Those two friends likely fell on opposite ends of the spectrum for a personality trait known as ambiguity (or uncertainty) intolerance, and research happens to show that people high in ambiguity intolerance -- those who feel uneasy or anxious in the presence of uncertainty -- are significantly more likely to be politically conservative. This correlation makes a lot of sense when you stop and think about the fact that political conservatism, at its ideological core, really just consists of an "if it ain't broke, don't fix it" mentality that values tradition and stability over societal upheaval and social change.
However, it makes even more sense once you read the seminal research on ambiguity intolerance and learn more about other personality tendencies that tend to go hand in hand with it. For example, according to early researcher Frenkel-Brunswik, ambiguity-intolerant people tend to "like dichotomous conceptions of the sex roles...and of interpersonal relationships in general...are less permissive, and lean toward rigid categorization of cultural norms" (1948). It is likely not surprising that people with predispositions towards strict social role categorization and wanting a sense of "certainty" would be drawn more to political conservatism than to liberalism, which often values things like fluid conceptualizations of gender roles and the challenging/questioning of traditional cultural norms -- the exact opposite of what would make someone high in ambiguity intolerance feel comfortable.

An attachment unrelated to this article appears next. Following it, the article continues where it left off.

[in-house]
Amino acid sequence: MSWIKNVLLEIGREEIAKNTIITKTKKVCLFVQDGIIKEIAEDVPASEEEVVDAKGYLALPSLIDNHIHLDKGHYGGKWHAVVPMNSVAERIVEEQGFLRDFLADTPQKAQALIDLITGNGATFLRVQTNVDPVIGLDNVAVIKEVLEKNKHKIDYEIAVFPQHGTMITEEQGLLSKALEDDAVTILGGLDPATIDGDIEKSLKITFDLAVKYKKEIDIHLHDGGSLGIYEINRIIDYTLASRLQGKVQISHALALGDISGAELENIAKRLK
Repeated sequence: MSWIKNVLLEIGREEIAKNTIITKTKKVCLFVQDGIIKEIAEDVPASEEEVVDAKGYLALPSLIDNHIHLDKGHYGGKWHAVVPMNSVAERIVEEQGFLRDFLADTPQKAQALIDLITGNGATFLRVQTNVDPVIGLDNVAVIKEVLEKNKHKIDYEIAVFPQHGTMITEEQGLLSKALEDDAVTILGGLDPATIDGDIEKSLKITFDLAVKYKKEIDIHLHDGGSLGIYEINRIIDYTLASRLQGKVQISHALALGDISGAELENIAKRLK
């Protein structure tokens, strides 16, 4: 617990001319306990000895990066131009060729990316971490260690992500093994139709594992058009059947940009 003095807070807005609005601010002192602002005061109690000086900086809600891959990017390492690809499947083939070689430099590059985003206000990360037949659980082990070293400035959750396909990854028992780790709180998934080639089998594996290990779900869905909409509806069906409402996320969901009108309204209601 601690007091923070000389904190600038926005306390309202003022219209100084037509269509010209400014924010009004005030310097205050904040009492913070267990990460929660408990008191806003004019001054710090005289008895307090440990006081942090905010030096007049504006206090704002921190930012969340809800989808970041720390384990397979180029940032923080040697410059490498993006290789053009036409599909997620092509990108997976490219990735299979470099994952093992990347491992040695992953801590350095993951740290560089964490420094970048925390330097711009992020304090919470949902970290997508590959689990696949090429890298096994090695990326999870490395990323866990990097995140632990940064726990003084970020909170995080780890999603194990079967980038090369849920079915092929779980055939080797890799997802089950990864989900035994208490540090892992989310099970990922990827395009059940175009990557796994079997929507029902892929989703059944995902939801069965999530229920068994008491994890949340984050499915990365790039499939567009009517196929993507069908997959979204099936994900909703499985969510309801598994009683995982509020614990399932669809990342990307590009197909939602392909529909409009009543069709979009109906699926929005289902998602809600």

What may be surprising, however, is the research showing that people high in ambiguity intolerance feel so profoundly uncomfortable with the idea of uncertainty, they will often prefer a slightly negative yet certain outcome to a potentially-more-positive, uncertain one. In other words, people may find Donald Trump to be disagreeable, abrasive, or downright unlikeable. But because of his reputation for "telling it like it is" and "being honest to a fault," they also feel certain that they can believe Trump when he says he's telling the truth.
Essentially, Trump comes across as the "dependable" candidate -- to the extent that you can dependably count on him to consistently say anything and everything on his mind, and you don't have to worry that he's trying to hide what he truly thinks or feels. To someone who hates ambiguity, that candidate probably feels a lot more intuitively comforting than a more pleasant, likeable candidate who runs the risk of actually being an authentic-self-masking "flip-flopper." For the significant faction of the conservative voter base that will naturally feel quite anxious when things are ambiguous and will cringe at the thought of a politician whom they find difficult to read, a candidate who seems to be "putting it all out there" and provides no room for ambiguity regarding his political positions will be refreshing -- and quite desirable.
But...why exactly do people believe that Trump really is telling the truth? After all, he has been criticized for his shifting stance on abortion, he's running with the Republican party after years of close ties to Democratic candidates, and he once made the very un-Republican suggestion that the wealthiest 1% of Americans should pay a one-time 14.25% tax on their entire net worth to wipe out the national debt, an idea that bears very little similarity to his current stance in favor of huge tax cuts for the wealthy.
Well, there's actually a good psychological reason why we're more likely to think Trump is actually being "honest" with what he's saying, even in the face of evidence that suggests he really might be "flip-flopping" as much as any other "ambiguous" candidate.
Come back for Part II tomorrow to find out what that reason is.
Frenkel-Brunswik, E. (1948). Intolerance of ambiguity as an emotional perceptual personality variable. Journal of Personality, 18, 108–143
Jost, J.T., Glaser, J., Kruglanski, A.W., & Sulloway, F.J. (2003). Political conservatism as motivated social cognition. Psychological Bulletin, 129, 339-375.
All Donald Trump images: Gage Skidmore, via Flickr and Wikimedia Commons.